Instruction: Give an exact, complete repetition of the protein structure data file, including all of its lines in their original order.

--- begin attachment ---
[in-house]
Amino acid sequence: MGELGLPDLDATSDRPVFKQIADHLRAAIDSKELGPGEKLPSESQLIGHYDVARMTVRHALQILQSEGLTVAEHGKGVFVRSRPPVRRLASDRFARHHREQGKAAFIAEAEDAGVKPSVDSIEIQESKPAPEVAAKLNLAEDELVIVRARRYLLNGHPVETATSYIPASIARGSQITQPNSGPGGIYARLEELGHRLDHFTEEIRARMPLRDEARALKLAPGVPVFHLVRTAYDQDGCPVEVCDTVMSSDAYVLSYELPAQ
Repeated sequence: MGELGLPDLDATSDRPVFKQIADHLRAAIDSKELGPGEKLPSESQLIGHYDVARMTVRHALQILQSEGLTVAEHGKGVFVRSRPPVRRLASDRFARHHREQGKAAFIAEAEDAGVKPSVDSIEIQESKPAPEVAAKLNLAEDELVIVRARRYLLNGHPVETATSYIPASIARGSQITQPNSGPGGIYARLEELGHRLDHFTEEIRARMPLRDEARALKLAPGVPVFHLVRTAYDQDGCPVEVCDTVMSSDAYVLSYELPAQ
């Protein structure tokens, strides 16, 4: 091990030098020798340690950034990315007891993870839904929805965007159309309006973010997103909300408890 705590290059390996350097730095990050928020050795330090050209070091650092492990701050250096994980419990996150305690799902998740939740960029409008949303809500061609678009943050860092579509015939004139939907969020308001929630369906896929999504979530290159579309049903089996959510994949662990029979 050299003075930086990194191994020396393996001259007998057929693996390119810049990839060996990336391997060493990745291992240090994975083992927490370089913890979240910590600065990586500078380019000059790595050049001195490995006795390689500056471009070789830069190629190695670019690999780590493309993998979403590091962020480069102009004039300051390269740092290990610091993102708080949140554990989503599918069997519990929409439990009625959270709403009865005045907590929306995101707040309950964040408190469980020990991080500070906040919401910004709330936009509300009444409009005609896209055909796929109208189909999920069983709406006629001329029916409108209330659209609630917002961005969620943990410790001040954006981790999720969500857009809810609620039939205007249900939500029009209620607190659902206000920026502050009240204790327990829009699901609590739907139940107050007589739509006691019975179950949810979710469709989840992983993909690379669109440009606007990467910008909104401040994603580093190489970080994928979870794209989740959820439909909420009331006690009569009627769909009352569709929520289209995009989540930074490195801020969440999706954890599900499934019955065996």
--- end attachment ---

[in-house]
Amino acid sequence: MGELGLPDLDATSDRPVFKQIADHLRAAIDSKELGPGEKLPSESQLIGHYDVARMTVRHALQILQSEGLTVAEHGKGVFVRSRPPVRRLASDRFARHHREQGKAAFIAEAEDAGVKPSVDSIEIQESKPAPEVAAKLNLAEDELVIVRARRYLLNGHPVETATSYIPASIARGSQITQPNSGPGGIYARLEELGHRLDHFTEEIRARMPLRDEARALKLAPGVPVFHLVRTAYDQDGCPVEVCDTVMSSDAYVLSYELPAQ
Repeated sequence: MGELGLPDLDATSDRPVFKQIADHLRAAIDSKELGPGEKLPSESQLIGHYDVARMTVRHALQILQSEGLTVAEHGKGVFVRSRPPVRRLASDRFARHHREQGKAAFIAEAEDAGVKPSVDSIEIQESKPAPEVAAKLNLAEDELVIVRARRYLLNGHPVETATSYIPASIARGSQITQPNSGPGGIYARLEELGHRLDHFTEEIRARMPLRDEARALKLAPGVPVFHLVRTAYDQDGCPVEVCDTVMSSDAYVLSYELPAQ
């Protein structure tokens, strides 16, 4: 091990030098020798340690950034990315007891993870839904929805965007159309309006973010997103909300408890 705590290059390996350097730095990050928020050795330090050209070091650092492990701050250096994980419990996150305690799902998740939740960029409008949303809500061609678009943050860092579509015939004139939907969020308001929630369906896929999504979530290159579309049903089996959510994949662990029979 050299003075930086990194191994020396393996001259007998057929693996390119810049990839060996990336391997060493990745291992240090994975083992927490370089913890979240910590600065990586500078380019000059790595050049001195490995006795390689500056471009070789830069190629190695670019690999780590493309993998979403590091962020480069102009004039300051390269740092290990610091993102708080949140554990989503599918069997519990929409439990009625959270709403009865005045907590929306995101707040309950964040408190469980020990991080500070906040919401910004709330936009509300009444409009005609896209055909796929109208189909999920069983709406006629001329029916409108209330659209609630917002961005969620943990410790001040954006981790999720969500857009809810609620039939205007249900939500029009209620607190659902206000920026502050009240204790327990829009699901609590739907139940107050007589739509006691019975179950949810979710469709989840992983993909690379669109440009606007990467910008909104401040994603580093190489970080994928979870794209989740959820439909909420009331006690009569009627769909009352569709929520289209995009989540930074490195801020969440999706954890599900499934019955065996």